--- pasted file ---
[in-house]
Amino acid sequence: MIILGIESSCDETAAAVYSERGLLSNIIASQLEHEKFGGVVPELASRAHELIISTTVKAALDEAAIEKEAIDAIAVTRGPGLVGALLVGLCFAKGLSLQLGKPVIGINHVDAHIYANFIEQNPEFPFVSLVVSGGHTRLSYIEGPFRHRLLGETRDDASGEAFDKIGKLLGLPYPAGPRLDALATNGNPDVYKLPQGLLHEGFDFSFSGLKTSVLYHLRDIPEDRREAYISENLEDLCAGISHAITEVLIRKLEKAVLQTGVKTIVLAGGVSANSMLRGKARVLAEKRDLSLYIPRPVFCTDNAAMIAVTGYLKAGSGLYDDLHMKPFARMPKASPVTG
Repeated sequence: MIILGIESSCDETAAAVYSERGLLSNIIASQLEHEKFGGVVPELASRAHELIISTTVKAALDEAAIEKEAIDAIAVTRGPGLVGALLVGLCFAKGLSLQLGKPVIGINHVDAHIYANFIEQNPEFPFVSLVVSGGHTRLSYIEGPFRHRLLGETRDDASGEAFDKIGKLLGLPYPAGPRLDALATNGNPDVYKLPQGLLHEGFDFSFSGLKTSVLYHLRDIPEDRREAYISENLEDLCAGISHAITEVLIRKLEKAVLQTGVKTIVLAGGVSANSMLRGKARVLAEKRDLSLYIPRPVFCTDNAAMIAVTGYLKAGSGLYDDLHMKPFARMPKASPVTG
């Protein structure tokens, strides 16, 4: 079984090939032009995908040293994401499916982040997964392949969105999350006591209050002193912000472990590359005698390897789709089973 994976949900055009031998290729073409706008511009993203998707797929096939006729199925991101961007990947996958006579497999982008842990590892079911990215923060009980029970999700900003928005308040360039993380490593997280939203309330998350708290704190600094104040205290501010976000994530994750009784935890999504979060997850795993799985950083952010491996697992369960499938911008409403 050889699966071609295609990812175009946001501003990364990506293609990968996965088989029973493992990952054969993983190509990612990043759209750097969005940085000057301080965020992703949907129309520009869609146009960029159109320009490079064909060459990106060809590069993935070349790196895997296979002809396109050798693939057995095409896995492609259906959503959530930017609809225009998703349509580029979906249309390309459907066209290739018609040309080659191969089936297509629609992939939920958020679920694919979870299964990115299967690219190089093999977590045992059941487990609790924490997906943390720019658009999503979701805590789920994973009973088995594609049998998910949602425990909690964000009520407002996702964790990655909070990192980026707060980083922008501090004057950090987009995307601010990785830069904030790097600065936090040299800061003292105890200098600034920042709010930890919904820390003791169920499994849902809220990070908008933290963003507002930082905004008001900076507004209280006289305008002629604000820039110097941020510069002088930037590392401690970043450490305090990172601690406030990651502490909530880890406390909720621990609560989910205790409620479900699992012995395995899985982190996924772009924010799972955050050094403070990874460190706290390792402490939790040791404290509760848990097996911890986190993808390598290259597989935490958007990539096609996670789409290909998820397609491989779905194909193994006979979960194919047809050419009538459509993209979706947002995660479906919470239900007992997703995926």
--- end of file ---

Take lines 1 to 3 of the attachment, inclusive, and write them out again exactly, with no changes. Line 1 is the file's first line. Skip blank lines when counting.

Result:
[in-house]
Amino acid sequence: MIILGIESSCDETAAAVYSERGLLSNIIASQLEHEKFGGVVPELASRAHELIISTTVKAALDEAAIEKEAIDAIAVTRGPGLVGALLVGLCFAKGLSLQLGKPVIGINHVDAHIYANFIEQNPEFPFVSLVVSGGHTRLSYIEGPFRHRLLGETRDDASGEAFDKIGKLLGLPYPAGPRLDALATNGNPDVYKLPQGLLHEGFDFSFSGLKTSVLYHLRDIPEDRREAYISENLEDLCAGISHAITEVLIRKLEKAVLQTGVKTIVLAGGVSANSMLRGKARVLAEKRDLSLYIPRPVFCTDNAAMIAVTGYLKAGSGLYDDLHMKPFARMPKASPVTG
Repeated sequence: MIILGIESSCDETAAAVYSERGLLSNIIASQLEHEKFGGVVPELASRAHELIISTTVKAALDEAAIEKEAIDAIAVTRGPGLVGALLVGLCFAKGLSLQLGKPVIGINHVDAHIYANFIEQNPEFPFVSLVVSGGHTRLSYIEGPFRHRLLGETRDDASGEAFDKIGKLLGLPYPAGPRLDALATNGNPDVYKLPQGLLHEGFDFSFSGLKTSVLYHLRDIPEDRREAYISENLEDLCAGISHAITEVLIRKLEKAVLQTGVKTIVLAGGVSANSMLRGKARVLAEKRDLSLYIPRPVFCTDNAAMIAVTGYLKAGSGLYDDLHMKPFARMPKASPVTG